Ansel Lim’s image – ‘Rainbow Kaleidoscope’ was crowned the winner of this year’s Breast Cancer Research Image Competition. We found out more about Ansel and the biology behind his stunning image.
Ansel Lim is currently in the fourth year of medical school and, under the guidance of his supervisors Dr Jabed Iqbal and Dr Joe Yeong, has been carrying out research into triple negative breast cancer at the Department of Anatomical Pathology at the Singapore General Hospital.
We caught up with him about the winning image, his work and the next steps for his research.
Tell us about your image and the research behind it
I have been studying the role of a specific type of immune cell, known as a tumour-associated macrophage, which has a surprising role in triple negative breast cancer. These macrophages are thought to be involved in actually preventing the immune system from attacking tumour cells and may drive the development of secondary breast cancer. Our aim is to find out whether we can predict survival outcomes for patients by counting the number of these immune cells present in a triple negative tumour.
In my image, we can see a tumour-associated macrophage in the centre (coloured red and yellow) mingling closely with other macrophages and immune cells known as lymphocytes and surrounded by tumour cells (coloured blue).
The image comes from a tumour sample taken from just one of around 300 patients in our cohort of triple-negative breast cancers. We used a technique called quantitative multiplex immunohistochemistry – which is quite a mouthful to say – to look at each and every one of these samples and find out how many macrophages there are in each sample. We will then run sophisticated statistical tests to work out if there is a relationship between the number of macrophages present and the patient’s chances of survival.
Ansel's winning image
What is quantitative multiplex immunohistochemistry?
This technique builds on a well-established process called immunohistochemistry, which uses specialised fluorescent markers to identify and study the different proteins produced by a cell. In this image we used these fluorescent markers to look for seven specific proteins; the tumour-associated macrophage is highlighted in red and yellow due to the presence of two of these proteins, CD68 and CD163, which are found on the surface of the cell.
Quantitative multiplex immunochemistry, or computer-aided immunochemistry, is the next generation of immunohistochemistry. The technique allows researchers to look at multiple proteins simultaneously (a limitation of conventional immunohistochemistry), and allows us to count the number of cells that produce a particular protein with more precision. What this means in practice is that we can identify the different proteins that are produced by different patients’ tumours with much greater accuracy.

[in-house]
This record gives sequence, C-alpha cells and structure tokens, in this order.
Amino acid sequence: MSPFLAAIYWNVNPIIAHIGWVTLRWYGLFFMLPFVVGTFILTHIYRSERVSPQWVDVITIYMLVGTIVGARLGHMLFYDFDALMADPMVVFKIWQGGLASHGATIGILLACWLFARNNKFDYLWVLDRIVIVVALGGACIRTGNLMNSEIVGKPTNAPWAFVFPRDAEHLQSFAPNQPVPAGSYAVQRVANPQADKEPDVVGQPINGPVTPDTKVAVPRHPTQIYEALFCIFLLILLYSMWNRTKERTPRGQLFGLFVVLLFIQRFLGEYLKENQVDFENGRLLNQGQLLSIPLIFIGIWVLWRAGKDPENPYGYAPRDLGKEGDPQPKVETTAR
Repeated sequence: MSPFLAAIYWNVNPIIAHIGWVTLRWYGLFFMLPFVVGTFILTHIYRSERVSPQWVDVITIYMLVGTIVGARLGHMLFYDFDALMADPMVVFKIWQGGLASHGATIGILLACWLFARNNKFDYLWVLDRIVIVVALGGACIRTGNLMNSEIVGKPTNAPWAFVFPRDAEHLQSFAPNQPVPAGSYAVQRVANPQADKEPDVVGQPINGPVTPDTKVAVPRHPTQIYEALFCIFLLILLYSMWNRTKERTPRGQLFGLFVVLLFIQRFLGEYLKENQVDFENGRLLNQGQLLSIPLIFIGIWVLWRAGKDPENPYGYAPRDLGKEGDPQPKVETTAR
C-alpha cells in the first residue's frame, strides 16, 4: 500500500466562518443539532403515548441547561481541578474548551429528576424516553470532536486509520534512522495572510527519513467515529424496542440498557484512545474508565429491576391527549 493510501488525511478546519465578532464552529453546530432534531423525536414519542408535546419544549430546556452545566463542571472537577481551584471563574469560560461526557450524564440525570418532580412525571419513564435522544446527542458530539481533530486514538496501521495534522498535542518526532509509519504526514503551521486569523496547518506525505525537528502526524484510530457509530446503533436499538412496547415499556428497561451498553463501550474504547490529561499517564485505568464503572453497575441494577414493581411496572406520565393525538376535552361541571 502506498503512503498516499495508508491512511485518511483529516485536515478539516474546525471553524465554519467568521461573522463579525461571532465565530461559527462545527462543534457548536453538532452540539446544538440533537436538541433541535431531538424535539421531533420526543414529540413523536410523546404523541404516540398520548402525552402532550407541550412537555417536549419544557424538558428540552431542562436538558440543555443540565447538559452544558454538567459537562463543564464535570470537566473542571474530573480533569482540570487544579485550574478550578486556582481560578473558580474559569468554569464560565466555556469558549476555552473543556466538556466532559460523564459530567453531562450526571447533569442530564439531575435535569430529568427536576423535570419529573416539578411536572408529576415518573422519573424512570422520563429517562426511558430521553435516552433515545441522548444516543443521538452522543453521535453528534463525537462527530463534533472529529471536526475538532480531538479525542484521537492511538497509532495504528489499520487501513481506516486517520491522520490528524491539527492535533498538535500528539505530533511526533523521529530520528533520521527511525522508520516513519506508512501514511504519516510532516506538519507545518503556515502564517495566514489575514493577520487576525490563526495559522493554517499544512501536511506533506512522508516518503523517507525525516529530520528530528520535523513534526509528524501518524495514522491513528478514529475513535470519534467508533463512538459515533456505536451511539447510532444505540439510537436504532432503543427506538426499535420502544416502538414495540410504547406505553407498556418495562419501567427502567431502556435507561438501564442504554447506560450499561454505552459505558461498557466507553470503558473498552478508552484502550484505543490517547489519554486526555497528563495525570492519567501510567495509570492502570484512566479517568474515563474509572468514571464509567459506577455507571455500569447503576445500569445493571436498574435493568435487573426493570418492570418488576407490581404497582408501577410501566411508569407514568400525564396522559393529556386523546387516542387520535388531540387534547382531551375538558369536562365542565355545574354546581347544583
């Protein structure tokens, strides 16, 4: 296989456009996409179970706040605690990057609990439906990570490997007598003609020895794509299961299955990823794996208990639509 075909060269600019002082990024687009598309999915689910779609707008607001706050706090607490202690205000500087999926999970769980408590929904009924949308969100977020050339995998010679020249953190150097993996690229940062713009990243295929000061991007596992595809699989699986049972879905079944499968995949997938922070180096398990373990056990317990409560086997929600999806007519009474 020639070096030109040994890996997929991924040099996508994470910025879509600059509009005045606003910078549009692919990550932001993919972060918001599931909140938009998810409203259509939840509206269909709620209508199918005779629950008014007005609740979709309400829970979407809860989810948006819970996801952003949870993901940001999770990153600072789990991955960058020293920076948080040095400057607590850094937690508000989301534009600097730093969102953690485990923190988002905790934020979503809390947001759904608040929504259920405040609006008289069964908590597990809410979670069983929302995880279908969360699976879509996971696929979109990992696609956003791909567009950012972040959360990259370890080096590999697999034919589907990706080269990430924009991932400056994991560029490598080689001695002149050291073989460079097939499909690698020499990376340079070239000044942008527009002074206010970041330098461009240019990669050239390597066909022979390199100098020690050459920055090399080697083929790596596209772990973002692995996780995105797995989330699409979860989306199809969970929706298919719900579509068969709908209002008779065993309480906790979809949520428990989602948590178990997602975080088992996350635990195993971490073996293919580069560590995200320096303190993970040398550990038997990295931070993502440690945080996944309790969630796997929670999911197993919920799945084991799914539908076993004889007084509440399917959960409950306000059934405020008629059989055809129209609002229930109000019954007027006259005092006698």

How does your research have the potential to benefit patients?
We are currently seeing huge advances being made in the development of immunotherapies for diseases such as melanoma and non-small cell lung cancer. We want to see whether immunotherapies are a viable option for triple negative breast cancer, which is a particularly aggressive form of the disease. In the spirit of personalised medicine, we believe that treatments should only be used if the patient is likely to benefit from them, so it’s essential that we can confirm that the targets of these drugs are present on the patient’s cancer and immune cells.
We also believe it is crucial to find out how the immune cells that surround and infiltrate the tumour (known as the microenvironment) affect survival, long-term outcomes, and possibly response to immunotherapy. We are therefore studying the immune microenvironment in the hope that we can find relationships between what a tumour looks like under the microscope, and how a tumour behaves in the patient, including of course how it responds to therapy.
In comparison with other conditions, such as melanoma, it’s still very early days for the use of immunotherapies to treat triple-negative breast cancer. Nevertheless, pathology research such as ours may one day help our clinical colleagues to rationally select the patients who are most likely to benefit from immunotherapy.
What are the next steps for you and your research?
I have recently found an exciting relationship between a subpopulation of macrophages and overall survival and so in the coming weeks, I will be validating these results. Research never ends, the questions never stop coming, and the answers get closer every time, but new questions constantly emerge.
Once I have completed my medical degree, I intend to train in anatomical pathology, after which I would like to pursue formal research training and complete a doctoral degree.